Alcohol makes:

  • Us take longer to get to sleep
  • The first half of sleep shorter
  • The second half of our sleep more disrupted

This means that our sleep quality is a lot poorer after we’ve had an alcoholic drink.

So, in reality, while you might have been in bed for 8 hours, you got much less than 8 hours of sleep in total.

3) Sleep apnea

For people with sleep apnea, their breathing stops and starts throughout the night.

The most common type of sleep apnea, obstructive sleep apnea, happens because your airways become too narrow when you are asleep.

Some people are more at risk of developing sleep apnea than others, including:

  • Obese people
  • People who have large necks
  • Those who have a family history of sleep apnea
  • People who smoke or drink alcohol
  • Back sleepers

One of the most common symptoms of sleep apnea is daytime sleepiness.[2]

When you stop breathing during the night, your body wakes you up, even if it’s briefly.

So you end up having much less sleep than you usually would.

How to treat sleep apnea?

If you suspect you may have sleep apnea, your doctor can help you.

There is a range of treatment options, including lifestyle changes and the use of sleep breathing aids such as a CPAP machine, that can help you have a more rested night’s sleep.

If along with sleepiness after being asleep for 8 hours, you also have the following symptoms, it could be worth finding out if you have sleep apnea:

  • Your breathing stops for short periods through the night (and you probably not aware of it).
  • You make gasping, snorting, or choking sounds in your sleep (again, you may need someone else to point this out).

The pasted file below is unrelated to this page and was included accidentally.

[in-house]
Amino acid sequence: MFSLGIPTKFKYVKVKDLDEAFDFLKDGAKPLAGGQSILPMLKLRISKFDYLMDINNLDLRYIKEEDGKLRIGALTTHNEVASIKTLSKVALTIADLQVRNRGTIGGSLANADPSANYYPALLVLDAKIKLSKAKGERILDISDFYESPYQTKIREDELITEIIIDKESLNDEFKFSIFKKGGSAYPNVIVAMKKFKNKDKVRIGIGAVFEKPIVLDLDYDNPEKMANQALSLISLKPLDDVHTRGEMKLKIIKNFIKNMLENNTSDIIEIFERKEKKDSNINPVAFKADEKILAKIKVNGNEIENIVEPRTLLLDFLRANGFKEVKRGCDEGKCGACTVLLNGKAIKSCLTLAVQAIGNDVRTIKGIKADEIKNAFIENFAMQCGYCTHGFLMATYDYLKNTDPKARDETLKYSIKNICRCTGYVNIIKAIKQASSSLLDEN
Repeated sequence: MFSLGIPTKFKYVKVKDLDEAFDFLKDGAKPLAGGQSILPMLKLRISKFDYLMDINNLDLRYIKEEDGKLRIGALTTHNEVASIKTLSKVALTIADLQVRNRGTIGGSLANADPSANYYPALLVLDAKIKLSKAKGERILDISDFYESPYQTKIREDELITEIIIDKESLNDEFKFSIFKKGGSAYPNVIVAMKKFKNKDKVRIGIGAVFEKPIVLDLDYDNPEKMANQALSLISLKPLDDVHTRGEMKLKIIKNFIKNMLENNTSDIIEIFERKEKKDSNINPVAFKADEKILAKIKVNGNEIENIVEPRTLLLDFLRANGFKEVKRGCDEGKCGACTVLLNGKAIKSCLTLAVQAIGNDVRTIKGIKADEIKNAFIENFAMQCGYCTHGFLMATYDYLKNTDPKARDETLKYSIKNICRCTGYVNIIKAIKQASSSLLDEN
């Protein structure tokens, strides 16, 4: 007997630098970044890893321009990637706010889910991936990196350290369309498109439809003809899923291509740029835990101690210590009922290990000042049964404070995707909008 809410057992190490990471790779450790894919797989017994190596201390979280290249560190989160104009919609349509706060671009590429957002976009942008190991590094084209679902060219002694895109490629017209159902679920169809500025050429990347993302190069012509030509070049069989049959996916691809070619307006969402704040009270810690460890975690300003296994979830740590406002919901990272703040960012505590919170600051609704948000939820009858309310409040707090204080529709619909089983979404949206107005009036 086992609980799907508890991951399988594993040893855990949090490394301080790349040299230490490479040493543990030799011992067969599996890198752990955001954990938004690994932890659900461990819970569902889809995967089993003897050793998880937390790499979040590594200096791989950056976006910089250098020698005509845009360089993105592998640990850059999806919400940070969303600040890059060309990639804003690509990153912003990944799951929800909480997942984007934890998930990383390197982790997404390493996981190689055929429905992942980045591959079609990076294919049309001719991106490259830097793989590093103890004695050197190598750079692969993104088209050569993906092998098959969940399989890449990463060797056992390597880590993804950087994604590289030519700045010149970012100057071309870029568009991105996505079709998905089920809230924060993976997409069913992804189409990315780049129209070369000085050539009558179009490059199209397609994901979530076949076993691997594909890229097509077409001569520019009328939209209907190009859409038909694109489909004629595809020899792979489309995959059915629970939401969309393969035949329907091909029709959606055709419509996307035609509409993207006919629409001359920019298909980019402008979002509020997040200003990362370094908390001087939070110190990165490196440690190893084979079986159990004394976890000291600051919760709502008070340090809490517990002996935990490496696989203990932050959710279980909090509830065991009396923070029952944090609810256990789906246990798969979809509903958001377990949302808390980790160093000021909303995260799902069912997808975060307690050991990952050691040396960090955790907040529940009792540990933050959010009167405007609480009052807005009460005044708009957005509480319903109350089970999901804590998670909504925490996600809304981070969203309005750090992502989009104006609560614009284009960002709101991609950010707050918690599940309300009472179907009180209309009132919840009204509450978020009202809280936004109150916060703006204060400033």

• You wake up during the night.
  • Snooting (you may not notice this yourself either).
  • Lack of concentration during the day.
  • You have mood swings.
  • Waking up with a headache.

If you do have sleep apnea, it is essential to get treatment as soon as possible as it can cause some severe health problems if it is left untreated.

4) Heavy exercise late in the day

The relationship between exercise and sleep is complicated.

It is well established that regular exercise is an essential component of good sleep health and can help you have a deeper and more restful sleep.[3]

But there are some situations where exercise can interrupt your sleep.

If you take part in heavy exercise late at night or you overtrain, this can make your sleep quality worse.[4]

It makes your sleep more disrupted and prevents you from moving through the different sleep phases the way that you should get a restful night.

So if you’re still tired after a whole night’s sleep, it could be because you exercised too late at night or have been training too hard.

How to handle sleep disruption due to late exercise?

To avoid exercise interfering with your sleep, you should try to exercise in the afternoon rather than the evening and see if that helps.

It can give your body time to settle back down to its normal rhythm before it is time for you to go to bed.